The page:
Almost all humans can relate to and understand the amazement we find ourselves feeling when admiring the grandness of an entire city. It’s almost impossible to fully appreciate a city at any given moment, and that is part of the awe we find ourselves in. The constant movement, development and stimulation that cities bring with them gives humans an overall sense of what we are capable of accomplishing. Cities can be better understood, more or less, as a work of art that is ever-changing. This constant growth of urbanization has created priceless benefits and comforts, but as well has created modern difficulties that are reflective of our modern times: complex.
People find it quite easy to forget, and appreciate, the necessity for basic, primitive and natural art while being at the center of an advanced piece of art, and this is when and where urban green space is called into action.
Benefits of Green Space
Urban green space is a simple tool used to combat the modern issues that cities bring with them. Green spaces have been shown in research to improve the physical and mental health of residents. Communities that have trouble-free access to nature (green space) within their local metropolitan areas have shown a positive correlation with physical activity and community engagement, including social contact, which relieves psychophysiological stress, both being key elements of a healthy lifestyle.
Not only does adding more green space into urban and developed areas benefit residents’ health levels and city aesthetics, but it is also a bonus for the overall ecological health of a city’s environment. Studies have shown green spaces reduce the impact on urban environmental issues such as air pollution, noise pollution, and ambient temperature.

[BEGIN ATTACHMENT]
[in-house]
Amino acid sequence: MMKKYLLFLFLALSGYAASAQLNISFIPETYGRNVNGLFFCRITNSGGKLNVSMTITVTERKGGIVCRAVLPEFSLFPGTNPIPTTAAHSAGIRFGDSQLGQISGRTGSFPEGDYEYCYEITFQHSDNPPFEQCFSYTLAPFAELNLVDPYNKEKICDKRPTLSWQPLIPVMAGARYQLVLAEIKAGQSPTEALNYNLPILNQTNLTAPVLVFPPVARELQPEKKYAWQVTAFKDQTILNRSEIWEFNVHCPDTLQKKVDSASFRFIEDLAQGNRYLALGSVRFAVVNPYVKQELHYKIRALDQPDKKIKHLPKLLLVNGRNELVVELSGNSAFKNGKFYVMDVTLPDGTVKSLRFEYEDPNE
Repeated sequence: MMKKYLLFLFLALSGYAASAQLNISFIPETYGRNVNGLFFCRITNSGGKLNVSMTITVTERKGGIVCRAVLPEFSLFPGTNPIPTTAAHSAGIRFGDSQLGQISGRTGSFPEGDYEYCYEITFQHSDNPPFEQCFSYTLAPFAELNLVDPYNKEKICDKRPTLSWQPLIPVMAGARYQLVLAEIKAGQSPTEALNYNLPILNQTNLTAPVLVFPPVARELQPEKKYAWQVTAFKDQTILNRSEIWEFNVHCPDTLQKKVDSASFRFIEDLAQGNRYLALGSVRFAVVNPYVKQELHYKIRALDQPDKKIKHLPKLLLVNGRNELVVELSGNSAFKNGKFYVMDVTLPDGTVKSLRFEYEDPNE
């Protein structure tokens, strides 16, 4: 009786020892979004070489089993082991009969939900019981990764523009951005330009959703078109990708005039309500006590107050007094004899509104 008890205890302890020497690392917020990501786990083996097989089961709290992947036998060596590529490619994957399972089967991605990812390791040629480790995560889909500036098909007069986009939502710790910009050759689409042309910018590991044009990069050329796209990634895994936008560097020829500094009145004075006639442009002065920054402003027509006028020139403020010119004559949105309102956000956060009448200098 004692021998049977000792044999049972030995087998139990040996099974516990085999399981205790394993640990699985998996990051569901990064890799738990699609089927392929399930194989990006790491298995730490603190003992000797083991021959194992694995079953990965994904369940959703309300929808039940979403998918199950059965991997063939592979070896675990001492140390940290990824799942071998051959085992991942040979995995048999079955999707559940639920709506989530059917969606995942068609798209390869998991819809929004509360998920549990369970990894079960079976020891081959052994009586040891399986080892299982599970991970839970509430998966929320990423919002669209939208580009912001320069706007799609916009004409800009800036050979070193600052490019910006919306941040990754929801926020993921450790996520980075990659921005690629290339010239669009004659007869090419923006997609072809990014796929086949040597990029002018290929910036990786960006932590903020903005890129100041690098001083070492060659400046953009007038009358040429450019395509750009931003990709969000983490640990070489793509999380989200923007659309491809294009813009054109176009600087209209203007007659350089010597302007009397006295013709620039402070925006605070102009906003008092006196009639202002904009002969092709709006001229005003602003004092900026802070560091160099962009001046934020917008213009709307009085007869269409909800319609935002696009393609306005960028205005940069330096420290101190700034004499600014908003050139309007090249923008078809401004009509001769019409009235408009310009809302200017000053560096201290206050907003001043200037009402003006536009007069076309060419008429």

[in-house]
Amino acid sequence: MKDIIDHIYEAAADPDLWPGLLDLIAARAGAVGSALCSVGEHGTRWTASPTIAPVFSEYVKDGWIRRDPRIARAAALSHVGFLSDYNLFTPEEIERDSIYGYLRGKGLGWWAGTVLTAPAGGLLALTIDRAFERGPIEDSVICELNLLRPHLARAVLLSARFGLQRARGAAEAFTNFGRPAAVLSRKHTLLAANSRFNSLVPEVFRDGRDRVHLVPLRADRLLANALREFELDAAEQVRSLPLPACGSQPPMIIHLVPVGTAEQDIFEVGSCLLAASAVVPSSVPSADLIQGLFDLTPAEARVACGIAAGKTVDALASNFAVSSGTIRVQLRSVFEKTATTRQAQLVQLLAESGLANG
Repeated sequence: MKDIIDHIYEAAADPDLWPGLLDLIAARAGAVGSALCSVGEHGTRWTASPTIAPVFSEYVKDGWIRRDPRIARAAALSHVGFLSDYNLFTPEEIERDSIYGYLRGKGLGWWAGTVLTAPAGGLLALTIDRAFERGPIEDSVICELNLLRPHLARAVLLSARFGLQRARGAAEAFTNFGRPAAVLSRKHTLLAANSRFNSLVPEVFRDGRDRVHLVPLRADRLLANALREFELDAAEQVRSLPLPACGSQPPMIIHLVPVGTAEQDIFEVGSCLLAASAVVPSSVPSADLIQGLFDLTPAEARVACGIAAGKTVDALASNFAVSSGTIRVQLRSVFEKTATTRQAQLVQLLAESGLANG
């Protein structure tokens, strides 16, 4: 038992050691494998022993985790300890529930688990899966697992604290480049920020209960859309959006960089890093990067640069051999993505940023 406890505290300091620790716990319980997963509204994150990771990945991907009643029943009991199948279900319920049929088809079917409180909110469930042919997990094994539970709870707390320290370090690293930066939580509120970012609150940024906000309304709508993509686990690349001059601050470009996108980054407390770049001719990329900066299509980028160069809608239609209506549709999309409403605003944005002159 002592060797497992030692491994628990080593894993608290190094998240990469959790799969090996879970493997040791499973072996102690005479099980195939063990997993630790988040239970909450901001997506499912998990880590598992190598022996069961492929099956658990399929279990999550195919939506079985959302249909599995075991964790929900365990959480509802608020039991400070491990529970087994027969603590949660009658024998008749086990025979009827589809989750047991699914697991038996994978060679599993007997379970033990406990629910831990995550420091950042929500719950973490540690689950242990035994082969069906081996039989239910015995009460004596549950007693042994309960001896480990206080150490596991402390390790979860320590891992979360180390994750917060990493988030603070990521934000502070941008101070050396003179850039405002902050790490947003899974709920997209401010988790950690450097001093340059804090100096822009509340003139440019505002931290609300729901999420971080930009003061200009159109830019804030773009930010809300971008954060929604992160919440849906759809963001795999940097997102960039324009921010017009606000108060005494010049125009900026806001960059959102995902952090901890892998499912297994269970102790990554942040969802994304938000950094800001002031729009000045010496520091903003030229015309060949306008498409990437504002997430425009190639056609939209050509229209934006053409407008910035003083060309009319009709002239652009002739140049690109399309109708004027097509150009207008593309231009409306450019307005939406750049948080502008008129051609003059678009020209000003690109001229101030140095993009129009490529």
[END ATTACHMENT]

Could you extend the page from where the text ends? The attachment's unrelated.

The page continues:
On top of the environmental and health benefits that green spaces provide, cities that have already been imposing and evenly distributing green spaces into their modern infrastructure have seen a reduction in income-related inequalities related to healthcare costs.
Value of Green Spaces
This urban ecological perspective has gradually been adapted into cities around the world, ensuring the green infrastructure that they are pushing for is to be incorporated as they develop. This factor in city planning has even made its way into European Union (E.U.) policy, with green spaces and infrastructure now being required within the E.U., aiming to push union-wide sustainability and green city planning, especially within less developed areas.
Also, China’s growing urban districts are being encouraged to keep in mind the importance of residents’ access to green spaces, for, as they now understand, in the long run it is much easier to initially include green spaces in new cities, rather than being cornered into introducing green spaces after city development and then struggle to find enough open space.
The value of bringing nature back into cities and industrialized areas is not anything new to city planners and, in fact, has a history within Europe. Around the mid-nineteenth century was when European city leaders started incorporating nature into their cities to counter the negative effects of urbanization, noticing the importance and benefits that their residents (and the city itself) gained with easy access to green spaces.